Adele's son, via Adele Pillinger
“I’m frightened. I’m genuinely frightened,” says Pillinger. “I feel genuinely sorry for you guys [Londoners] because you kind of have to crack on with it. I’m sure if it was happening on our doorstep we’d probably feel the same way… but I wouldn’t visit for pleasure at the moment, I can make a decision to not do it.” Instead, Pillinger plans to take her family mountain-biking in Wales.  

Cori Clarke, a 30-year-old teaching assistant from York, has recently decided against taking her six-year-old son Jude to visit his great-grandmother, who lives in London. “Last summer I took my daughter for a few days in London, a sort of girls’ weekend, and this year was going to be my son’s turn. But with what’s happened, I’m just not going to take him.”

Although she’s aware it may sound hypocritical, Clarke does agree with people who say that cancelling plans is “letting the terrorists win” – and she even persuaded her mother against cancelling her own separate trip, planned for November. “I would say you can’t let these people stop your plans, which I know is contradictory,” explains Clarke, “but I don’t want my son seeing anything; I think he’d be absolutely terrified if anything happened… I just thought it’s not worth it basically.”

Many other parents face similar decisions to Pillinger’s and Clarke’s. Primary school children were trapped in the Houses of Parliament during the Westminster attack in March, and schools across the country have been reassessing their planned trips to London. If schools go ahead with their plans, mums and dads then face the difficult decision of whether or not to isolate their children by pulling them out of the trip.

“I just said no, it just seemed too recent,” says Milli Brazier, a 27-year-old from Southend, Essex, who pulled her nine-year-old daughter out of a trip to visit the Science Museum after the Westminster attack. Though the school originally intended to cancel the trip, it went ahead after parents complained. Brazier and a few other parents decided against letting their children go.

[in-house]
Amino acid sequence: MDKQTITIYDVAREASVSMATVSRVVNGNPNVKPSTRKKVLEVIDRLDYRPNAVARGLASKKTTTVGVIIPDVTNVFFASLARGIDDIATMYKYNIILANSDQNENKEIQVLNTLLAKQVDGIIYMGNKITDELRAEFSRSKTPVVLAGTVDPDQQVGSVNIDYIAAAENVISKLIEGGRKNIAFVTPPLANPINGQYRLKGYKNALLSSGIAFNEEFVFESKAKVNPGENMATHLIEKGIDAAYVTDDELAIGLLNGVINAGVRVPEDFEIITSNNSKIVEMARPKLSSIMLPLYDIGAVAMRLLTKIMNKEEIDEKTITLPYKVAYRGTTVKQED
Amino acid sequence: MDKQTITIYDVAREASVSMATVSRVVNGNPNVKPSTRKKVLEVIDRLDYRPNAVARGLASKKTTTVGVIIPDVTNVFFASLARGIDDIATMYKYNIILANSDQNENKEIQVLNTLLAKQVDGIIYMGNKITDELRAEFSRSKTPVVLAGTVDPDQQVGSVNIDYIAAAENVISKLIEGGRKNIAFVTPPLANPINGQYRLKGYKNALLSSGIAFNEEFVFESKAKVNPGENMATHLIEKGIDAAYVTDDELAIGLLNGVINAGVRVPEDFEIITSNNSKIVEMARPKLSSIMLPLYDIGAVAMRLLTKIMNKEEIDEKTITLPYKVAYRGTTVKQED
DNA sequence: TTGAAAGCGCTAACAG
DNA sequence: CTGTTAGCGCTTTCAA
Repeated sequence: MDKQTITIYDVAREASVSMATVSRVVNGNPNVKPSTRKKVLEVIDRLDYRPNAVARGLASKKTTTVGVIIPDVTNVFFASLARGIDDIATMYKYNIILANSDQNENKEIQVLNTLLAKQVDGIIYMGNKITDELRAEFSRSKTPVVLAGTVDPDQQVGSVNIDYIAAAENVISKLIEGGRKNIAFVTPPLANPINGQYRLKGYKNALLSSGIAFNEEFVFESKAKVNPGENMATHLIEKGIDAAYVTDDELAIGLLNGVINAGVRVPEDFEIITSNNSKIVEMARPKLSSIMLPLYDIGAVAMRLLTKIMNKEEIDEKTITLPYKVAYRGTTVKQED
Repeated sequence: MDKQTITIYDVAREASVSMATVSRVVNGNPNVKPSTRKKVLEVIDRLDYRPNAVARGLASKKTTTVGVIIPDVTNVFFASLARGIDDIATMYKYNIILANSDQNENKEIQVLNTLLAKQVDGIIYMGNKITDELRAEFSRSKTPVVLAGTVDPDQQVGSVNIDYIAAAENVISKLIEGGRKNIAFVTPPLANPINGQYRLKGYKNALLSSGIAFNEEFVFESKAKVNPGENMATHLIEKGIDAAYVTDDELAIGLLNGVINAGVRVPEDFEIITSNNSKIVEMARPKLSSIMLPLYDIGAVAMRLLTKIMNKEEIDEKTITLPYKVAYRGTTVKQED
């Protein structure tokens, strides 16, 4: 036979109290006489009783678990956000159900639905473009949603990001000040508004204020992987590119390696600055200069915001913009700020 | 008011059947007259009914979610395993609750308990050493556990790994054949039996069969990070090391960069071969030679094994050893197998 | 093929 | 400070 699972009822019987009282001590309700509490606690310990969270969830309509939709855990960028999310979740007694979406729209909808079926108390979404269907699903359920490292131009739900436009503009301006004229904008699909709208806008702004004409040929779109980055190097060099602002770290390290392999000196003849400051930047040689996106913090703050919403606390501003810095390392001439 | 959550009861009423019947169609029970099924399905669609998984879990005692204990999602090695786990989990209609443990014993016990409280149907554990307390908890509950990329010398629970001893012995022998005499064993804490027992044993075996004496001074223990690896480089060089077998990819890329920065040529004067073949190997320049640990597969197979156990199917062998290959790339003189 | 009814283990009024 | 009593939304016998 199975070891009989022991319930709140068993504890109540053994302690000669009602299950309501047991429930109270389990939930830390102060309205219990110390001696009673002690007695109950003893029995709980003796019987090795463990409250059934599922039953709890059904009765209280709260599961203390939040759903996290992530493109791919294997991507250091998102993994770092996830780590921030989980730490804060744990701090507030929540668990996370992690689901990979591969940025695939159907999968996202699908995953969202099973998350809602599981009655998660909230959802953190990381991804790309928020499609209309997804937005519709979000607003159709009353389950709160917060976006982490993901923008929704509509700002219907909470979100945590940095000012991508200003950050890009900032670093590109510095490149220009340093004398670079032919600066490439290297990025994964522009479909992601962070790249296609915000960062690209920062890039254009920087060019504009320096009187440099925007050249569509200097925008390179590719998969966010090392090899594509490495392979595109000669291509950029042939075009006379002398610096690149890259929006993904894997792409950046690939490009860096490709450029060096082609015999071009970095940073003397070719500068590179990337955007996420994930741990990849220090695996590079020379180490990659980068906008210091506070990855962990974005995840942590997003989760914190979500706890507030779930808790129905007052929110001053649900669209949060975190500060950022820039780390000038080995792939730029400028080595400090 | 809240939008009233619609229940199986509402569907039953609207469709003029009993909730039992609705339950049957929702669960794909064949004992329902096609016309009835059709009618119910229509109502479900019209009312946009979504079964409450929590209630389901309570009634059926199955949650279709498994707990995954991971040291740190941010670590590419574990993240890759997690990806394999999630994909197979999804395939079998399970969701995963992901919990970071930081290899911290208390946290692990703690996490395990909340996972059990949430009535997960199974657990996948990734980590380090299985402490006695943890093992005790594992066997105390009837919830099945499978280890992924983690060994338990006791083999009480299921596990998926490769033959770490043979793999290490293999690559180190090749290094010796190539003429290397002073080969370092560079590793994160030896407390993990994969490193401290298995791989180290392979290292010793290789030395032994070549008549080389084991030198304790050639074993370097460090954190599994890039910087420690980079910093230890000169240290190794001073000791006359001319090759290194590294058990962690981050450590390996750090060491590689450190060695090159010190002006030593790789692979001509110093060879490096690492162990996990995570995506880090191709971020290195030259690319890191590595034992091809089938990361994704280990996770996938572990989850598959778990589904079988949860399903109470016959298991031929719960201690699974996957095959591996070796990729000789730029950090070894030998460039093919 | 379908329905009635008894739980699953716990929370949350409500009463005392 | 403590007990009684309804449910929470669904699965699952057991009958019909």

“To be honest the school’s not the most organised school and the thought of if anything did happen… the idea of the school not being able to organise the children and keep them safe…” Brazier trails off. “I think as a parent if you’re not comfortable sending your child anywhere… if it’s not right for you as a parent, then you shouldn’t do it.”
Milli and her family, via Milli Brazier
Like Pillinger, the mother from Silsend, Brazier feels that the rest of the country doesn’t have to “carry on” like Londoners do after attacks. “If you live in London you have to carry on, but if you’re making an unnecessary trip to me it just seems a little bit pointless to take that risk when you don’t need to,” she says. “If I didn’t have children I’d probably do it myself but it’s different when you have children.”

Neither Pillinger, Brazier or Clarke know when they will feel comfortable enough to visit the capital again. “I don’t feel the government is doing enough to make people feel safe,” says Pillinger. When people accuse her of letting the terrorists “win” by changing her plans, she has a succinct reply.

“I would say that I think they’re already winning,” she says, “because we’re not doing anything about it. Everyone’s entitled to feel how they feel about it but I think they’re already winning because I’m frightened…

“It’s not normal what’s happening, it’s not normal and it’s not right and I do think the government needs to get a grip on it and do something more about it.”

By the end of the year, it will perhaps be easier to see the financial impact terrorism has had on London’s tourist industry. It's worth noting that, at present, you're more likely to be killed by a dog or by hot water than by a terrorist. But regardless, it is clear that some families' perception of the capital has changed. 

Amelia Tait is a technology and digital culture writer at the New Statesman.